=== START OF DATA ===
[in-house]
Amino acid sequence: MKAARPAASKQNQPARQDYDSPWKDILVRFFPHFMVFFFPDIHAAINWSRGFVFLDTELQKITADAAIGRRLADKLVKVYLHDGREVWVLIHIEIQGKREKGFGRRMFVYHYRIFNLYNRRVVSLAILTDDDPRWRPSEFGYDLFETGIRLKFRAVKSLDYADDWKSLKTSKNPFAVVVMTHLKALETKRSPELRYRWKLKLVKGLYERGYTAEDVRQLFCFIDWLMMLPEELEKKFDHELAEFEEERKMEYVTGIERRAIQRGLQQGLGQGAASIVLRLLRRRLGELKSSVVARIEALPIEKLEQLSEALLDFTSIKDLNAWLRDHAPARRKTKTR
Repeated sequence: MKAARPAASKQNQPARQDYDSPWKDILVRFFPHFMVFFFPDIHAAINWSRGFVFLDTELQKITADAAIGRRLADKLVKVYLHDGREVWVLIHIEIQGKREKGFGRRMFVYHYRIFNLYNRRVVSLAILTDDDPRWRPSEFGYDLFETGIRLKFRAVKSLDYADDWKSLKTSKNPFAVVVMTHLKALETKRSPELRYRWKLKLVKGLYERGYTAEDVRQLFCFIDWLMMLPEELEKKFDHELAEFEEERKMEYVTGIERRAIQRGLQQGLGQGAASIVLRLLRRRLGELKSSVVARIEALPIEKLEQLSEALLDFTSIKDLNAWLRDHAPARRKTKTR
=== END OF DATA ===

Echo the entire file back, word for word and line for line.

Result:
[in-house]
Amino acid sequence: MKAARPAASKQNQPARQDYDSPWKDILVRFFPHFMVFFFPDIHAAINWSRGFVFLDTELQKITADAAIGRRLADKLVKVYLHDGREVWVLIHIEIQGKREKGFGRRMFVYHYRIFNLYNRRVVSLAILTDDDPRWRPSEFGYDLFETGIRLKFRAVKSLDYADDWKSLKTSKNPFAVVVMTHLKALETKRSPELRYRWKLKLVKGLYERGYTAEDVRQLFCFIDWLMMLPEELEKKFDHELAEFEEERKMEYVTGIERRAIQRGLQQGLGQGAASIVLRLLRRRLGELKSSVVARIEALPIEKLEQLSEALLDFTSIKDLNAWLRDHAPARRKTKTR
Repeated sequence: MKAARPAASKQNQPARQDYDSPWKDILVRFFPHFMVFFFPDIHAAINWSRGFVFLDTELQKITADAAIGRRLADKLVKVYLHDGREVWVLIHIEIQGKREKGFGRRMFVYHYRIFNLYNRRVVSLAILTDDDPRWRPSEFGYDLFETGIRLKFRAVKSLDYADDWKSLKTSKNPFAVVVMTHLKALETKRSPELRYRWKLKLVKGLYERGYTAEDVRQLFCFIDWLMMLPEELEKKFDHELAEFEEERKMEYVTGIERRAIQRGLQQGLGQGAASIVLRLLRRRLGELKSSVVARIEALPIEKLEQLSEALLDFTSIKDLNAWLRDHAPARRKTKTR